(OPINION) Last year was a breakthrough time for UFOs, as a landmark government report prompted the possibility of extraterrestrial visitors to finally be taken seriously by everyone from senators, to a former president, to the Pentagon.
But 2022 could be even more profound, experts say, as the clamor for UFO disclosure and discovery continues to grow, and as new scientific projects bring us closer than ever to – potentially – discovering non-Earth life. A camper with alien and American flags at a desert event in Nevada in 2019.
60 Minutes interviewed a number of credible witnesses about ‘unidentified aerial phenomena. In June, the Pentagon released a highly anticipated report on unexplained aerial phenomena (UAP), the now preferred nomenclature by some in the extraterrestrial community, which found more than 140 instances of UAPs that could not be explained.
The report came after leaked military footage documented seemingly otherworldly happenings in the sky, and after testimony from navy, pilots helped to somewhat destigmatize a subject that has long been defined by conspiracy theories and dubious sightings. All in all, the newly sincere approach to UFOs has longtime sky-watchers excited.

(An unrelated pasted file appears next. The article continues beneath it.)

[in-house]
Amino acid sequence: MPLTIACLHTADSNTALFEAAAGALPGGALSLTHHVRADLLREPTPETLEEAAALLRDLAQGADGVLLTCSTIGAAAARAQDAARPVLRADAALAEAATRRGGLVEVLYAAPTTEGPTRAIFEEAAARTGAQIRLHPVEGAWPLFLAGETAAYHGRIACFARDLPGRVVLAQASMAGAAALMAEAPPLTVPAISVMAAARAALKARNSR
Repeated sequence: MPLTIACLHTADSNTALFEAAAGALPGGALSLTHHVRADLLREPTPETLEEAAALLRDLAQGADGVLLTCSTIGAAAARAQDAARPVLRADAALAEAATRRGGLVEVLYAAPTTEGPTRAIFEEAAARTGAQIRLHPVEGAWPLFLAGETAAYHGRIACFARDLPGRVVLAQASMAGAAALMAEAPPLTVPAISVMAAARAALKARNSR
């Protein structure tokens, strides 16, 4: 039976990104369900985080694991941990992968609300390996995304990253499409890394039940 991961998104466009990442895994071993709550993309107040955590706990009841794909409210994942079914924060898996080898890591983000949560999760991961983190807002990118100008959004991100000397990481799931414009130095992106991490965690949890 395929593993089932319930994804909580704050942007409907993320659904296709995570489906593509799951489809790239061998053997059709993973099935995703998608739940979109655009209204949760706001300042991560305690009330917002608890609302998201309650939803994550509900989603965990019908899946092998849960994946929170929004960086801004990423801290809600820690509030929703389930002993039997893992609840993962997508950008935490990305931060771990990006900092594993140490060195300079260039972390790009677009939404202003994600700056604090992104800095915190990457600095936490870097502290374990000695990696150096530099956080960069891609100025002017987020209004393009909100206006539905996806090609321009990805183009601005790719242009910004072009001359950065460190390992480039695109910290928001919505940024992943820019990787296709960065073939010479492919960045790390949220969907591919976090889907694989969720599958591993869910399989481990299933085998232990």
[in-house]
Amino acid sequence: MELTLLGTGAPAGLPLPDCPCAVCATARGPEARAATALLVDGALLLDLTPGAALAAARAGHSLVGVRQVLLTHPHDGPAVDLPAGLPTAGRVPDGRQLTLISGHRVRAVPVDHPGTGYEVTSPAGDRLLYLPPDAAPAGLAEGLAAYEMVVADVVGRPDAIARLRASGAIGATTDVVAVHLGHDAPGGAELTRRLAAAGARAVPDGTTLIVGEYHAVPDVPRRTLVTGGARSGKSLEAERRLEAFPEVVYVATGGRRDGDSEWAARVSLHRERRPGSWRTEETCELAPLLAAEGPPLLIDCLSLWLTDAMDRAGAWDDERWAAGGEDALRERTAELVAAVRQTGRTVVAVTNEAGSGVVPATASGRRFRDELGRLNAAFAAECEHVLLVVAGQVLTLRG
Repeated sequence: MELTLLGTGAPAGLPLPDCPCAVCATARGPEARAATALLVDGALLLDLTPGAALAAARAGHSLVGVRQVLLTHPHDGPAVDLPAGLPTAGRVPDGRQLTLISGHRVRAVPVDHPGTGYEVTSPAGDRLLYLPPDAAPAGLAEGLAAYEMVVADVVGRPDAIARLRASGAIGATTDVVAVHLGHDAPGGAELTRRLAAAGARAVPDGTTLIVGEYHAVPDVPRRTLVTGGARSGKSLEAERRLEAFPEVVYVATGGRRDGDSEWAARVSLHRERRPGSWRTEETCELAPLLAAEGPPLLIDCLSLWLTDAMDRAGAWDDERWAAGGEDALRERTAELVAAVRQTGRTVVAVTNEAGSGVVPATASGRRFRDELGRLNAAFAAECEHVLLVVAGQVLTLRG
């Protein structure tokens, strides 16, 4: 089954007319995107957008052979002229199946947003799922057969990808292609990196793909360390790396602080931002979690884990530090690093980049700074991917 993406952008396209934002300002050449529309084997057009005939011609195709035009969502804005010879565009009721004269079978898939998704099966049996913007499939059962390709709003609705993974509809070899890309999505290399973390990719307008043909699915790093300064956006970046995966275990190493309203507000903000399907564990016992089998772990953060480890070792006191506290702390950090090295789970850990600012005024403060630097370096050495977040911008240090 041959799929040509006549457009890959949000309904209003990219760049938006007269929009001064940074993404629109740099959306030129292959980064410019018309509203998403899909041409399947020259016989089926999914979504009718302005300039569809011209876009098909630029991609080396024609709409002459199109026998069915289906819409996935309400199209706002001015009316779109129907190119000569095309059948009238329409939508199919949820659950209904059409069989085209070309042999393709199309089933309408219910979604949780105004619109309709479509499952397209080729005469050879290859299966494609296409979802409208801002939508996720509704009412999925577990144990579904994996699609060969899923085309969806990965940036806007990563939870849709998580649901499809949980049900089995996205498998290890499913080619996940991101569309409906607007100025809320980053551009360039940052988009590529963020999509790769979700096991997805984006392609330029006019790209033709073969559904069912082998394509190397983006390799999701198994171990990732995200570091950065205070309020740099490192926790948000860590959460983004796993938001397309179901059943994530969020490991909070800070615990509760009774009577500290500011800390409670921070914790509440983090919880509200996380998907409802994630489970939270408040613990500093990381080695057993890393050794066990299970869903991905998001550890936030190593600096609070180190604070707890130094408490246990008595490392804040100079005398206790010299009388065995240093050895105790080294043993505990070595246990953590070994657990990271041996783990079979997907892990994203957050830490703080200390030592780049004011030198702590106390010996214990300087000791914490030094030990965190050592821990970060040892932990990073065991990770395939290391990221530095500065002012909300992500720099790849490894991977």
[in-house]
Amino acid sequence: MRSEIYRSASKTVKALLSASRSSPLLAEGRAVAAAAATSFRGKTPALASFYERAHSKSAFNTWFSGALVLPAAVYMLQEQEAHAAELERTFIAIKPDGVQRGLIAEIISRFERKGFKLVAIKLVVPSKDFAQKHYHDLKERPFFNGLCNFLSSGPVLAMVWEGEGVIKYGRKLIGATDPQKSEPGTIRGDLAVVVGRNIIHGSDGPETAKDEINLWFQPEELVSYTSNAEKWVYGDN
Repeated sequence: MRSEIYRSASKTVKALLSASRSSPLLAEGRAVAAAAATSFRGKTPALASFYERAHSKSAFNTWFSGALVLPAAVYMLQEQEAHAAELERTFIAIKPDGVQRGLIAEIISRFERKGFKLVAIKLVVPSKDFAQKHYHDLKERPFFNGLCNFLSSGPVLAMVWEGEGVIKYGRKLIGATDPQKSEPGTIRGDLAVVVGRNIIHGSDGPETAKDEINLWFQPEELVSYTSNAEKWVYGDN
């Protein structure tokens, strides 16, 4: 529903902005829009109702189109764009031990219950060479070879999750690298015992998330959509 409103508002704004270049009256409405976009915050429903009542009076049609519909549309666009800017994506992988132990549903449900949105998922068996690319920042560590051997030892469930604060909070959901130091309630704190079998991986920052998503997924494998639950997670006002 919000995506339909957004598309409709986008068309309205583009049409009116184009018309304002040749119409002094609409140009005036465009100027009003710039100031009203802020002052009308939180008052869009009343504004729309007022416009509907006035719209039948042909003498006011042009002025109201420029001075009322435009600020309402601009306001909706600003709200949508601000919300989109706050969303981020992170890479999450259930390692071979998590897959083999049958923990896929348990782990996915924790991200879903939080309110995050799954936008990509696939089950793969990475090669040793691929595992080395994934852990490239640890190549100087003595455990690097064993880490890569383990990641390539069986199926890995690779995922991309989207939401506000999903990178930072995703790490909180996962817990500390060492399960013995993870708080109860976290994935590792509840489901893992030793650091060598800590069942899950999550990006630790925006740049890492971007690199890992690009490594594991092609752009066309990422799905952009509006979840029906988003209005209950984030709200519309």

“I’m confident that 2022 is going to be a seismic year for UFOs,” said Nick Pope, who spent the early 1990s investigating UFOs for the British ministry of defense. In Congress, where a bipartisan group of senators has been pushing for years for the government to release more information on UFOs, and from the US defense department and intelligence community, Pope said he senses “a genuine desire to grip the issue”.
“I think we’ll see congressional hearings on UFOs,” Pope said. “I also think we’ll see the release of more US military photos and videos of UFOs and associated documents. Some of this may come via whistleblowers, but much of it may be released by the government itself, either proactively,
or in response to requests under the Freedom of Information Act. “Finally, I think we’ll see more high-caliber witnesses coming forward, including commercial airline pilots, military aircrew, radar operators, and intelligence officers with direct knowledge of this subject.” READ MORE